Kia created the original Soul during a different time in the company’s evolution. It was before they hired Peter Schreyer to head their design function, and therefore when Kia was a design also-ran. The original Soul, while cute and funky, was really little more thank Kia’s take on the Honda Element, first-generation Scion xB, and Nissan Cube. A funny thing happened, though: the Soul is Kia’s third-best seller, and completely destroyed the xB and Element in sales for 2012. So, now that it’s time to refresh the Soul, Kia had to tread carefully. Meet the 2014 Soul, which looks a lot like the 2013 model. Continue Reading →
Today we talk about Cadillac cobbling together a pile of technologies in an effort to make a self-driving car. Then we review the 2013 Ram 1500, which did not receive enough coverage at the New York Auto Show. What would a week be without an update on Fisker? We hope we never find out, but it is looking more and more likely. Also in the death news, Scion is killing off the xB and xD. Finally, we talk about the new compact sedan from Nissan. Click the link to see the video.
By Roger Boylan
One of the main raps against Japanese cars over the years has been their blandness. This is less true now. Granted, many still have all the personality of a bowl of ramen noodles, but a strain of quirkiness has crept into the line-up; after all, Japan is the country that gave us Kabuki and Noh theatre, not to mention Pokemon. Those influences are apparent in some contemporary Japanese vehicles, such as the Nissan Cube and Honda Fit, as well as the Scion xB– the original xB, the oh-so-hip one that looked like an angry refrigerator. As far as its present-day descendant is concerned, however, the image that comes to my mind is that of Hector, the Looney Tunes cartoon bulldog. Actually, a squared-off version of Hector. Put it this way: if Hector mated with a shoebox, you’d have a 2011 Scion xB.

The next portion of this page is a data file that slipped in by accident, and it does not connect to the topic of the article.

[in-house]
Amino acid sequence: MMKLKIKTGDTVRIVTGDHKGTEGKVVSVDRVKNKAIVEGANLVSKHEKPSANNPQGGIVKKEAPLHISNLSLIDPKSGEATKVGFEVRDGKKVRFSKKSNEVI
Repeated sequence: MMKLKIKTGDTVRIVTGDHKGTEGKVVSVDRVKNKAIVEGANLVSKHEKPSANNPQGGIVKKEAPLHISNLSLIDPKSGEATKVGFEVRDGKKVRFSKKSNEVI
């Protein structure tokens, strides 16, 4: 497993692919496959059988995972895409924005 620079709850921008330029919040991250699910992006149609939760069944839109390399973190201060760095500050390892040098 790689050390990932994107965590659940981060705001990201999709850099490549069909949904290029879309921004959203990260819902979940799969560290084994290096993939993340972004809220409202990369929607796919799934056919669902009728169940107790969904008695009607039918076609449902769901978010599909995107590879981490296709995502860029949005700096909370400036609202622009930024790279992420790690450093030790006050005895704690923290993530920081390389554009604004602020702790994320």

By Kevin Miller
The Soul is Kia’s newest vehicle; a small, boxy runabout with a unique style. While it’s in the same basic vehicle class as the Scion xB, it sports a style all its own. The Korean company chose the name Soul for its little boxy vehicle. Not Seoul, like the capital of its homeland, nor Sole, like the bottom of a shoe or boot (which the little vehicle resembles from certain angles), or a bottom-feeder (which the Soul will be in the market).
When I first sat in the Soul in Detroit last January, I was intrigued. It appeared to be a stylish little box, with a better-looking-than-expected interior and an aggressive stance thanks to its wheels-at-the-corners design. At the Detroit show, the Soul begat the Soul’Ster Concept, and my article about that concept was written in an optimistic, upbeat voice. I eagerly anticipated the opportunity to review the little vehicle, which I’ve finally had the chance to do. Unfortunately, the more time I spent in the Soul, the less optimistic I felt. Continue Reading →